Alison Ligon and Alison Ligon

Recorded August 6, 2006 Archived February 16, 2007 37:58 minutes
0:00 / 0:00
Id: SCK000513



  • Alison Ligon
  • Alison Ligon

Venue / Recording Kit


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00:00 My name is Alison Ligon. My date of birth is 10:30 74 my relationship to the interviewee. I am his daughter wearing Clinton, Louisiana in my apartment. Today is August 6th, v v to 2006 6. Could you please state your name date of birth in our relationship in the date Junior 1740 relationship for the father-daughter?

00:37 The date of today's date is August 6th 2006.

00:43 Dad, I'd like you to start out. If you could tell me just my first question is what is your earliest memory?

00:52 I would say my earliest memories would be at the Grand Homes of my grandparents on my mother's side. That's good side g u t t z e r t when my father was off with gone off to

01:10 World War and I guess I must have been around 4 for 4 years old at that point. I just remember some things around the course. It could have been that there was before he went off to war but he did we stayed there with my grandparents my mother myself and my sister when she was born stay there with my grandparents while he was off at World War II so does that answer your question?

01:42 Yeah, so you were staying with your mother's parents then? Okay, that was that was kind of what I wanted to ask you about anyway, or some things of you know about Papa to because he you were born in 1940 and he went to the war in 1943.

02:00 Okay. Do you remember then when he came home and what that event was like?

02:11 Really not anyting vivid about him coming home.

02:16 I remember when my Uncle Sunny came home and that was available during some of the same timeframe actually know what we did it. We went to while he was still in the military. He didn't come home. We went and met him in Rhode Island is what I remember he was stationed after the war was over in either, but I think it was Newport, Rhode Island, and we lived up there for at least a year or so in Rhode Island.

02:50 After he will after World War II was over.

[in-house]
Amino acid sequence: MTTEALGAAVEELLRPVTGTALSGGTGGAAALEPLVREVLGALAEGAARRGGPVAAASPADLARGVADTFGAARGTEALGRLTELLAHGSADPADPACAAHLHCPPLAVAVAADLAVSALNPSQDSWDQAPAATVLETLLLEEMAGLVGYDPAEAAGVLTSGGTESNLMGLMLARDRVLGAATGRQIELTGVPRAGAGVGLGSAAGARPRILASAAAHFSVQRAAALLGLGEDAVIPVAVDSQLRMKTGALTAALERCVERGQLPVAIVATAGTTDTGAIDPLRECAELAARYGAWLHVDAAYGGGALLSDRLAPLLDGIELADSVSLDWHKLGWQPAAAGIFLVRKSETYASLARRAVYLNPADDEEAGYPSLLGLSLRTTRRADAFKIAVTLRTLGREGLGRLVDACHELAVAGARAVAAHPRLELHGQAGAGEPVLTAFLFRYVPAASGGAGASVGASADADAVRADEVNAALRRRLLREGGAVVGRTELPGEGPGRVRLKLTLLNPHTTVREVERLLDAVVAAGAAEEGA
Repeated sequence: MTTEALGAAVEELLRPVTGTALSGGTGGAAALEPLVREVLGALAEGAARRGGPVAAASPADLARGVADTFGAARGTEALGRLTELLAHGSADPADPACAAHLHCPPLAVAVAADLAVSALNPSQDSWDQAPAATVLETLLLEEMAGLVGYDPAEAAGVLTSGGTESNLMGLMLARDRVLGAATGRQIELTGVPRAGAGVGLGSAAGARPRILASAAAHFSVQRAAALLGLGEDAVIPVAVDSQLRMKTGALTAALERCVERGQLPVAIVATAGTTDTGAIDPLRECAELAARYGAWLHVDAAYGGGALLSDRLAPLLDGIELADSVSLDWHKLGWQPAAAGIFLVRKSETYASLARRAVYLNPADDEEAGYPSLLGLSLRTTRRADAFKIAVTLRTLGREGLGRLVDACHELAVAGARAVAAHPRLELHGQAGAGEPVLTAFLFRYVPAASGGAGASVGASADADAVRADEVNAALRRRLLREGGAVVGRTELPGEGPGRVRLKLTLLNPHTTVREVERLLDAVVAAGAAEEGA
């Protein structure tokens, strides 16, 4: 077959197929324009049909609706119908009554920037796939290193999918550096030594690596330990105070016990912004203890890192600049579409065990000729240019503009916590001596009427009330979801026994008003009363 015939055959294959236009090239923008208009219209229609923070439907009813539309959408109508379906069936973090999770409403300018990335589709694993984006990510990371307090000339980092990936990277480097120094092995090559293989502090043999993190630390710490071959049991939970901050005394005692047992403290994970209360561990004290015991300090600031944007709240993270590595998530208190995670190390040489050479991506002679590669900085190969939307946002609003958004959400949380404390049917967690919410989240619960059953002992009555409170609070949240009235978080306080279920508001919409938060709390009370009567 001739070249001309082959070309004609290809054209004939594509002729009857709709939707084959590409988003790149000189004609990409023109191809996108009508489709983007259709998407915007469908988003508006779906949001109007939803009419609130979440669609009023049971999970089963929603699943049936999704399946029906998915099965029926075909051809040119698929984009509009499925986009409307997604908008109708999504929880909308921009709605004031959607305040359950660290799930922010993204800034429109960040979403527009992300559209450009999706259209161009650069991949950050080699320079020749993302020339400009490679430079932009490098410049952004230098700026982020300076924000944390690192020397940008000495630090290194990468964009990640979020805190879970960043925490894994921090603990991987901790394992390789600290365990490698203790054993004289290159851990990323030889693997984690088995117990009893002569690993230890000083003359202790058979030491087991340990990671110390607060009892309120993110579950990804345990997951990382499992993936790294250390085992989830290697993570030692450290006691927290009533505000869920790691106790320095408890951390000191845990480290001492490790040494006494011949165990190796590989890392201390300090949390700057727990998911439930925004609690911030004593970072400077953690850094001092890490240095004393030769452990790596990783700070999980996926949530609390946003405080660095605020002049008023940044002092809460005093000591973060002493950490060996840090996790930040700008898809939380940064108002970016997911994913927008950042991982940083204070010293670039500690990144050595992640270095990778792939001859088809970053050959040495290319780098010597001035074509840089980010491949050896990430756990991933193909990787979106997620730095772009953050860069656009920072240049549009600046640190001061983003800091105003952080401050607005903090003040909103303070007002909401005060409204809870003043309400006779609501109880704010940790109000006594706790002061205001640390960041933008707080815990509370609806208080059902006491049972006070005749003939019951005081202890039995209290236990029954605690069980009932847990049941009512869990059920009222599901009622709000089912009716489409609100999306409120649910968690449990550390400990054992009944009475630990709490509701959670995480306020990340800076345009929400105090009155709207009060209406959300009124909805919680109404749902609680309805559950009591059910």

02:55 Okay, so it was established, you know, the farm the good site Farm was near Clinton or Ethel, Louisiana. So that was a long trip and you live there for a year. Do you remember anything about living there?

03:10 Hell yes, I remember coming into Clinton to go to church one Sunday and the water was covering the road and we had to my mother being dedicated to go to church. We had we drove the car in the water. And you remember how high that road was elevated in that tacomex swamp and we have found the road by the signs on the side of the road.

03:33 I remember that very vividly.

03:37 Well, it was while my dad was gone. That's all. I remember. I can't say probably in there somewhere 44 so.

03:45 Okay, when When papa came home from the war he but he later wrote a book about his experiences. And I know he told us some of the more interesting and less graphic type stories. Did he talk to you as you when you were young? And did you have questions for him into the answer them?

04:03 He talks very little about it when he was when when I was younger. I don't know whether he didn't want to talk about it or whether we just didn't asking the right questions, but as he got older as you know, he wrote the book and I think it was some he had a lot of his friends that the people that he had met in the military that would come down and visit with him and we talked about it on those occasions, but now I remember him talking about spending the night in the Foxhole with the bombs going out and going off at what he was on the beach in Italy. I think it's Angie or something like that, but he did not make it a practice to talk about it unless asked except when he wrote after he wrote his book that he was little more open about it.

04:55 As children since you grew up as an impressionable age like when the war was going on and he had two events around about nice Clips in your course your mother talking about in your father being away as children then even you know for the next five years 10 years to children in your age group for you personally. Did y'all play a lot of War games like did that affect the way children played at home?

05:19 I think we played cowboy and Indians more than we played Germans and Americans cowboy and Indians to say but I remember you if you were talking about it during the War. I remember listening to the radio for war report. My grandparents had a big old radio that look like a refrigerator almost it was so big and an evening would gather around the radio to listen to the reports of what we're going on overseas.

05:52 I think it's something that's interesting in our family. I think is the German side of our family. Your grandfather's family was from Germany. And that's potty your your mother's father. So did did he fight in World War 1. Do you know anything about that?